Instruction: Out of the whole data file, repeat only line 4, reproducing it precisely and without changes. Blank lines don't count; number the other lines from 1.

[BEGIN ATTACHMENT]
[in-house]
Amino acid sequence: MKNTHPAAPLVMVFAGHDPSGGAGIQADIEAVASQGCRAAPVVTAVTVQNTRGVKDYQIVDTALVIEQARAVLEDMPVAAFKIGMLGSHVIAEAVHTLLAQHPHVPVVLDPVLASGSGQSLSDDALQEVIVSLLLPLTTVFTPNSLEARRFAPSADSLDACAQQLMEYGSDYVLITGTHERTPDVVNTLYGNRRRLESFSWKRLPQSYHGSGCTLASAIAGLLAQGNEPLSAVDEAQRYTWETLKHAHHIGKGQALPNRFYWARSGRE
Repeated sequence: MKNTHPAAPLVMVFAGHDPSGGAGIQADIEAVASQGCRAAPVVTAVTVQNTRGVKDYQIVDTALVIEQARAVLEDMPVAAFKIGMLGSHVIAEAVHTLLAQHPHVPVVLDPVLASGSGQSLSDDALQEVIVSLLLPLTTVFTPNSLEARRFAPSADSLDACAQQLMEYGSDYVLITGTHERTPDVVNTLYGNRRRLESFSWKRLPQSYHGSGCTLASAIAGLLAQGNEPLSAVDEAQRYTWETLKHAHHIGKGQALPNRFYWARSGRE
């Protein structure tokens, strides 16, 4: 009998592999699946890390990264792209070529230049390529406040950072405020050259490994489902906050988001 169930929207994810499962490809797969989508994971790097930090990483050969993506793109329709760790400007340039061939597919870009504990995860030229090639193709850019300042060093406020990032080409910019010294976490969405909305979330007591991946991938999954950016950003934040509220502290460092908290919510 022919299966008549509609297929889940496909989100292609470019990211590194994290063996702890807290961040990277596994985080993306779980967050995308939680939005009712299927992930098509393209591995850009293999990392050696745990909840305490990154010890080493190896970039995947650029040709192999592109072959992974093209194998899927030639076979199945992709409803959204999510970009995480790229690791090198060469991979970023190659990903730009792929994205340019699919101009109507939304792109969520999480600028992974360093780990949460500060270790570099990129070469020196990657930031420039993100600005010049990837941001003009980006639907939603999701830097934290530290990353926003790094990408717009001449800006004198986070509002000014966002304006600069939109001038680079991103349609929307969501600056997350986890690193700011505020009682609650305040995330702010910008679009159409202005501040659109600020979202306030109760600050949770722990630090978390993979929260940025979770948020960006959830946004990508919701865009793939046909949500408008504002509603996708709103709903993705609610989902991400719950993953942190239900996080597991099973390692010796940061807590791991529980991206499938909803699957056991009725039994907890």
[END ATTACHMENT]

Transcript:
């Protein structure tokens, strides 16, 4: 009998592999699946890390990264792209070529230049390529406040950072405020050259490994489902906050988001 169930929207994810499962490809797969989508994971790097930090990483050969993506793109329709760790400007340039061939597919870009504990995860030229090639193709850019300042060093406020990032080409910019010294976490969405909305979330007591991946991938999954950016950003934040509220502290460092908290919510 022919299966008549509609297929889940496909989100292609470019990211590194994290063996702890807290961040990277596994985080993306779980967050995308939680939005009712299927992930098509393209591995850009293999990392050696745990909840305490990154010890080493190896970039995947650029040709192999592109072959992974093209194998899927030639076979199945992709409803959204999510970009995480790229690791090198060469991979970023190659990903730009792929994205340019699919101009109507939304792109969520999480600028992974360093780990949460500060270790570099990129070469020196990657930031420039993100600005010049990837941001003009980006639907939603999701830097934290530290990353926003790094990408717009001449800006004198986070509002000014966002304006600069939109001038680079991103349609929307969501600056997350986890690193700011505020009682609650305040995330702010910008679009159409202005501040659109600020979202306030109760600050949770722990630090978390993979929260940025979770948020960006959830946004990508919701865009793939046909949500408008504002509603996708709103709903993705609610989902991400719950993953942190239900996080597991099973390692010796940061807590791991529980991206499938909803699957056991009725039994907890």